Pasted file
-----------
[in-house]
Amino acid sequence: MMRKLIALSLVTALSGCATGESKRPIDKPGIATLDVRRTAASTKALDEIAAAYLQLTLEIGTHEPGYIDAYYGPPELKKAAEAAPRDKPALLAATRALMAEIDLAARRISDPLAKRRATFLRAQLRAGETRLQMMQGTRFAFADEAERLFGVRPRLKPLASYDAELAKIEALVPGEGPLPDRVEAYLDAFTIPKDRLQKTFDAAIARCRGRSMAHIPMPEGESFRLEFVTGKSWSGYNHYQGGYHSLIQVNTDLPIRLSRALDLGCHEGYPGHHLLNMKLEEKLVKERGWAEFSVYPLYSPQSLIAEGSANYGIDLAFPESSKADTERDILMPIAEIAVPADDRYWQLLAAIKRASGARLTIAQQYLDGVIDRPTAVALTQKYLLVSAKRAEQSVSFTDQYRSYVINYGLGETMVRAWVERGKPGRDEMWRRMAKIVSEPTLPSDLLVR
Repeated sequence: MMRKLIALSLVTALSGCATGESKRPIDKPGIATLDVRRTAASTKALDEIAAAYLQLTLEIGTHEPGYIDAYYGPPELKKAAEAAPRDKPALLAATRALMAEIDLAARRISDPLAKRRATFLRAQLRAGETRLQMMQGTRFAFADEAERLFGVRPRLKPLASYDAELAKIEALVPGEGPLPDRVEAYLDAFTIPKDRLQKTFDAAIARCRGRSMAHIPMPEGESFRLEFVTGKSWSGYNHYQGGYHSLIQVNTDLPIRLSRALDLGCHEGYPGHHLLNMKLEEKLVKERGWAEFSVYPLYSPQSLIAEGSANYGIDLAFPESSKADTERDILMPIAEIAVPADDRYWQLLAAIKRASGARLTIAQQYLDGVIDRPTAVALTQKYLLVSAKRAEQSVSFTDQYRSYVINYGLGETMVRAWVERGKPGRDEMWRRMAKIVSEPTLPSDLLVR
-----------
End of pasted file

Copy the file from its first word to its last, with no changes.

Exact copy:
[in-house]
Amino acid sequence: MMRKLIALSLVTALSGCATGESKRPIDKPGIATLDVRRTAASTKALDEIAAAYLQLTLEIGTHEPGYIDAYYGPPELKKAAEAAPRDKPALLAATRALMAEIDLAARRISDPLAKRRATFLRAQLRAGETRLQMMQGTRFAFADEAERLFGVRPRLKPLASYDAELAKIEALVPGEGPLPDRVEAYLDAFTIPKDRLQKTFDAAIARCRGRSMAHIPMPEGESFRLEFVTGKSWSGYNHYQGGYHSLIQVNTDLPIRLSRALDLGCHEGYPGHHLLNMKLEEKLVKERGWAEFSVYPLYSPQSLIAEGSANYGIDLAFPESSKADTERDILMPIAEIAVPADDRYWQLLAAIKRASGARLTIAQQYLDGVIDRPTAVALTQKYLLVSAKRAEQSVSFTDQYRSYVINYGLGETMVRAWVERGKPGRDEMWRRMAKIVSEPTLPSDLLVR
Repeated sequence: MMRKLIALSLVTALSGCATGESKRPIDKPGIATLDVRRTAASTKALDEIAAAYLQLTLEIGTHEPGYIDAYYGPPELKKAAEAAPRDKPALLAATRALMAEIDLAARRISDPLAKRRATFLRAQLRAGETRLQMMQGTRFAFADEAERLFGVRPRLKPLASYDAELAKIEALVPGEGPLPDRVEAYLDAFTIPKDRLQKTFDAAIARCRGRSMAHIPMPEGESFRLEFVTGKSWSGYNHYQGGYHSLIQVNTDLPIRLSRALDLGCHEGYPGHHLLNMKLEEKLVKERGWAEFSVYPLYSPQSLIAEGSANYGIDLAFPESSKADTERDILMPIAEIAVPADDRYWQLLAAIKRASGARLTIAQQYLDGVIDRPTAVALTQKYLLVSAKRAEQSVSFTDQYRSYVINYGLGETMVRAWVERGKPGRDEMWRRMAKIVSEPTLPSDLLVR